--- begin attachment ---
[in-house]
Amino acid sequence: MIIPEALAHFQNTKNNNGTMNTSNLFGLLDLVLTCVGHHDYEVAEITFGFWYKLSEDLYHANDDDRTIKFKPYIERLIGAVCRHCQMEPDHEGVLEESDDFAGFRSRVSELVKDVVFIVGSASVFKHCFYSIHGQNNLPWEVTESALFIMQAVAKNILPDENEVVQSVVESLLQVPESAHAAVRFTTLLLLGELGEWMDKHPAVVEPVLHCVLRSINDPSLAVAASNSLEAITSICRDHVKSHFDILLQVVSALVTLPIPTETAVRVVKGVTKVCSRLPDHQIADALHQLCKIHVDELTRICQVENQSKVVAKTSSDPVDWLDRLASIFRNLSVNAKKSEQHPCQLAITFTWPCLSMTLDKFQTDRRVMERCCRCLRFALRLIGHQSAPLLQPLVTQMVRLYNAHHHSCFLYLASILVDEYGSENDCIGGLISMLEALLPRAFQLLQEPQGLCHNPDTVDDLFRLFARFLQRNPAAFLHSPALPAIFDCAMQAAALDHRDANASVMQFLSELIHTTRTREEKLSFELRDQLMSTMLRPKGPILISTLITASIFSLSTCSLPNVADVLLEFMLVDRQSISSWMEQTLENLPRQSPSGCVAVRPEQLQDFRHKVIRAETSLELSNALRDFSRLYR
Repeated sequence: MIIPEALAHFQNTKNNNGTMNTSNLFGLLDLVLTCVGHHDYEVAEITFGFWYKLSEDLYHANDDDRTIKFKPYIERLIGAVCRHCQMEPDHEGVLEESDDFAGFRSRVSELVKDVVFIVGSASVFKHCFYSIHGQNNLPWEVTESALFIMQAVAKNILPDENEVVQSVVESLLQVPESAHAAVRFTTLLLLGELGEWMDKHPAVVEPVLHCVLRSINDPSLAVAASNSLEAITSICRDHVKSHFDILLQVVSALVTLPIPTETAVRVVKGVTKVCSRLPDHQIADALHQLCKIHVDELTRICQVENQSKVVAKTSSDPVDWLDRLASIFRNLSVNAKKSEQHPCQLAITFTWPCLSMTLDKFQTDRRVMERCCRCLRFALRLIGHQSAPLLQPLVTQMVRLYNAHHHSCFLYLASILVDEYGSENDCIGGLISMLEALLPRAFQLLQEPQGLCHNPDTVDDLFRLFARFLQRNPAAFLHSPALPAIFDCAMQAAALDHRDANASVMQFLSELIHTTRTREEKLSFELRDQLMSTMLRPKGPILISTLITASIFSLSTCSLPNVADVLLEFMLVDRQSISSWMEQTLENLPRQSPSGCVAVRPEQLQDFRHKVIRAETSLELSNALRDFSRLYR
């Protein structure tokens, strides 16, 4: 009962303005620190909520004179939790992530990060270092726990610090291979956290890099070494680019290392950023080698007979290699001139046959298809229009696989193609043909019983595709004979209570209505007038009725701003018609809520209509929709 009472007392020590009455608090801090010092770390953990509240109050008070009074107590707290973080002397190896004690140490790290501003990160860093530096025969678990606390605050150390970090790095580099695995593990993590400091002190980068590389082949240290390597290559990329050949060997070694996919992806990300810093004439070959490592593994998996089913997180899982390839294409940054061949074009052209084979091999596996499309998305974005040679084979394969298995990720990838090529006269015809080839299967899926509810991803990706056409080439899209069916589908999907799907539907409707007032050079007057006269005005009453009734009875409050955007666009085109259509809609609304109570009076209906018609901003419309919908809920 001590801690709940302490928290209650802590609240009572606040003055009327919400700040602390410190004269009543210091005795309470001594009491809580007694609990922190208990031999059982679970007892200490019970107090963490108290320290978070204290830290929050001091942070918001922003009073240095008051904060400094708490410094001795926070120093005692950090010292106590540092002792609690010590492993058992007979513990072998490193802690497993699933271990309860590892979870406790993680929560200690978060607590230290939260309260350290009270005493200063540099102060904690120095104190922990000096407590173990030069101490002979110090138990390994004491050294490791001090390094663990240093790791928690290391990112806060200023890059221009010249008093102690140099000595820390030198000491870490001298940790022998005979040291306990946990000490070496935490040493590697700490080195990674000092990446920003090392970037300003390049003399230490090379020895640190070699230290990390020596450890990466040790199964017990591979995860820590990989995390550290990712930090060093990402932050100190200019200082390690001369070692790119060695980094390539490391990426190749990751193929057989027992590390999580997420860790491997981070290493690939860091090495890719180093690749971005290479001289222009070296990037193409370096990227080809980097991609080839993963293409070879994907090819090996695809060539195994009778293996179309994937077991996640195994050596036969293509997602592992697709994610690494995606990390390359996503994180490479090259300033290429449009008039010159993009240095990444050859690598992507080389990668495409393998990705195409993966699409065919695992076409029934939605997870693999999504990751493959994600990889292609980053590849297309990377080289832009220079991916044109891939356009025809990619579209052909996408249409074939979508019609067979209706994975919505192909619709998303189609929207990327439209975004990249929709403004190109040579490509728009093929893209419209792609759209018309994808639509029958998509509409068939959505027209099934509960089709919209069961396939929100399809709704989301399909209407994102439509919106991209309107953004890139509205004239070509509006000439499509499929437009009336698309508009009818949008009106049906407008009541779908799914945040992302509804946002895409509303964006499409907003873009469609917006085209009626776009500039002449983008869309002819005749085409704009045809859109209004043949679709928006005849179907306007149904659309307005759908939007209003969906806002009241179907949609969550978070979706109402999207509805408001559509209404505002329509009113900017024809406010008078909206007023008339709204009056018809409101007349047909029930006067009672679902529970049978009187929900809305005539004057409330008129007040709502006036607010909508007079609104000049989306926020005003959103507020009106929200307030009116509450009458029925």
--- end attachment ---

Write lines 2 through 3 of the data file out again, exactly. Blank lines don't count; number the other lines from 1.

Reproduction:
Amino acid sequence: MIIPEALAHFQNTKNNNGTMNTSNLFGLLDLVLTCVGHHDYEVAEITFGFWYKLSEDLYHANDDDRTIKFKPYIERLIGAVCRHCQMEPDHEGVLEESDDFAGFRSRVSELVKDVVFIVGSASVFKHCFYSIHGQNNLPWEVTESALFIMQAVAKNILPDENEVVQSVVESLLQVPESAHAAVRFTTLLLLGELGEWMDKHPAVVEPVLHCVLRSINDPSLAVAASNSLEAITSICRDHVKSHFDILLQVVSALVTLPIPTETAVRVVKGVTKVCSRLPDHQIADALHQLCKIHVDELTRICQVENQSKVVAKTSSDPVDWLDRLASIFRNLSVNAKKSEQHPCQLAITFTWPCLSMTLDKFQTDRRVMERCCRCLRFALRLIGHQSAPLLQPLVTQMVRLYNAHHHSCFLYLASILVDEYGSENDCIGGLISMLEALLPRAFQLLQEPQGLCHNPDTVDDLFRLFARFLQRNPAAFLHSPALPAIFDCAMQAAALDHRDANASVMQFLSELIHTTRTREEKLSFELRDQLMSTMLRPKGPILISTLITASIFSLSTCSLPNVADVLLEFMLVDRQSISSWMEQTLENLPRQSPSGCVAVRPEQLQDFRHKVIRAETSLELSNALRDFSRLYR
Repeated sequence: MIIPEALAHFQNTKNNNGTMNTSNLFGLLDLVLTCVGHHDYEVAEITFGFWYKLSEDLYHANDDDRTIKFKPYIERLIGAVCRHCQMEPDHEGVLEESDDFAGFRSRVSELVKDVVFIVGSASVFKHCFYSIHGQNNLPWEVTESALFIMQAVAKNILPDENEVVQSVVESLLQVPESAHAAVRFTTLLLLGELGEWMDKHPAVVEPVLHCVLRSINDPSLAVAASNSLEAITSICRDHVKSHFDILLQVVSALVTLPIPTETAVRVVKGVTKVCSRLPDHQIADALHQLCKIHVDELTRICQVENQSKVVAKTSSDPVDWLDRLASIFRNLSVNAKKSEQHPCQLAITFTWPCLSMTLDKFQTDRRVMERCCRCLRFALRLIGHQSAPLLQPLVTQMVRLYNAHHHSCFLYLASILVDEYGSENDCIGGLISMLEALLPRAFQLLQEPQGLCHNPDTVDDLFRLFARFLQRNPAAFLHSPALPAIFDCAMQAAALDHRDANASVMQFLSELIHTTRTREEKLSFELRDQLMSTMLRPKGPILISTLITASIFSLSTCSLPNVADVLLEFMLVDRQSISSWMEQTLENLPRQSPSGCVAVRPEQLQDFRHKVIRAETSLELSNALRDFSRLYR